If selected for participation, applicants will deliver a written, roundtable-style presentation on a specific part or theme of the text. Your approach to the text might be driven by historical or contemporary concerns, and it might issue from an interest in a theme or a figure (be it Aristotle or Foucault). Whatever your approach, however, your presentation must centrally investigate some aspect of the text of Capital. Spaces are very limited.

Applicants should send the following materials as email attachments (.doc/.rtf/.pdf) to by September 15, 2010:

  1. Curriculum Vitae
  2. One page statement of interest in the Roundtable. (Please include a discussion of the topics you would be willing to explore in a roundtable presentation. Please also discuss the projected significance of participation for your research and/or teaching.)

Ben Fowkes’ translation of Capital (Viking/Penguin, 1976) is the official translation for the Roundtable, and should be used for page citations. However, applicants are strongly encouraged to review either the German text of Capital (the 2nd edition of 1873 is the basis for most widely available texts) or the French translation (J. Roy, 1872-5), which was the last edition Marx himself oversaw to publication; both of these are widely available on-line.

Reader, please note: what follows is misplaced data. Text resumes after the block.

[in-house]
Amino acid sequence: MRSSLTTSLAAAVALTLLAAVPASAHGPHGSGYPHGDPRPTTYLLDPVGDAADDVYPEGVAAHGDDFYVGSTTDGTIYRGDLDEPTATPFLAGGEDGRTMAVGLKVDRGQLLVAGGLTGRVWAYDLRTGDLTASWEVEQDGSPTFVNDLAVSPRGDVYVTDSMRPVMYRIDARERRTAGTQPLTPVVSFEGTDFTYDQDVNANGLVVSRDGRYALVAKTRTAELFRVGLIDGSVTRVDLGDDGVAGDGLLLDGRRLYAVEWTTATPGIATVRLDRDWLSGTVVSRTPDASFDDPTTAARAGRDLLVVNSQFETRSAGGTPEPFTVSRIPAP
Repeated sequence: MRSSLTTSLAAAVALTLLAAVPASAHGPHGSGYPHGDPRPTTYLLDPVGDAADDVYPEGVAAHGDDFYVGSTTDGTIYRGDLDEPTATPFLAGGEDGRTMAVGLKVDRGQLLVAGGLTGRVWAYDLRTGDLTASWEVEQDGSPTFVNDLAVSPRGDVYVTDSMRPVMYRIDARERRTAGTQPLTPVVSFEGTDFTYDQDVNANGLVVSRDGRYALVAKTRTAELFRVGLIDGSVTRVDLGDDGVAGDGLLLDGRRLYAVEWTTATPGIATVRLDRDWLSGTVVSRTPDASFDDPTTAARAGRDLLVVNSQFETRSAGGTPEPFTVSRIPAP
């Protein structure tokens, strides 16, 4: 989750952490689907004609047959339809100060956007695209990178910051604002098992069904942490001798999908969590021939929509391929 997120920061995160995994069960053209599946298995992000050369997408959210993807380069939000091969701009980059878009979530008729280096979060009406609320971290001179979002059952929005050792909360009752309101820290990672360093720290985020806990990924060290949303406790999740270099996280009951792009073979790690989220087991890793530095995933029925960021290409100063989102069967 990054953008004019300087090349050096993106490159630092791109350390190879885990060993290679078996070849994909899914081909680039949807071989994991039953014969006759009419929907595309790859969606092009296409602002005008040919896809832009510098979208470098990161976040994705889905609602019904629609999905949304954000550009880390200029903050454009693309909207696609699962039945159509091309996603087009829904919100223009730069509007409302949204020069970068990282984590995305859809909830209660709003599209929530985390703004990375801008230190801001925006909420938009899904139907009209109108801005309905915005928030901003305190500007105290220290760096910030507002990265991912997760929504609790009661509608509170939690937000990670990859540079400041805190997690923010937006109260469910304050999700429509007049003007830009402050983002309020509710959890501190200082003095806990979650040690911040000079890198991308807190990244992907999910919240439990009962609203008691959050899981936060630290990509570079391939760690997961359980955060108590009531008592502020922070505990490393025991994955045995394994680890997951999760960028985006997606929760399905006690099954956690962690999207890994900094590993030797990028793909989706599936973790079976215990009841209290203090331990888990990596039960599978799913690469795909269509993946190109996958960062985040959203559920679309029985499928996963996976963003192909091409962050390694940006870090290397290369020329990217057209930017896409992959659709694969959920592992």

All applicants will be notified of the outcome of the selection process via email on or before October 15, 2010. Participants will be asked to send a draft or outline of their presentation to by January 15, 2011 so that we can finalize the program.

In order to participate in the Roundtable (but not to apply or to be selected), you must be a member of the Society in good standing. You can become a member of the Society by following the membership link at: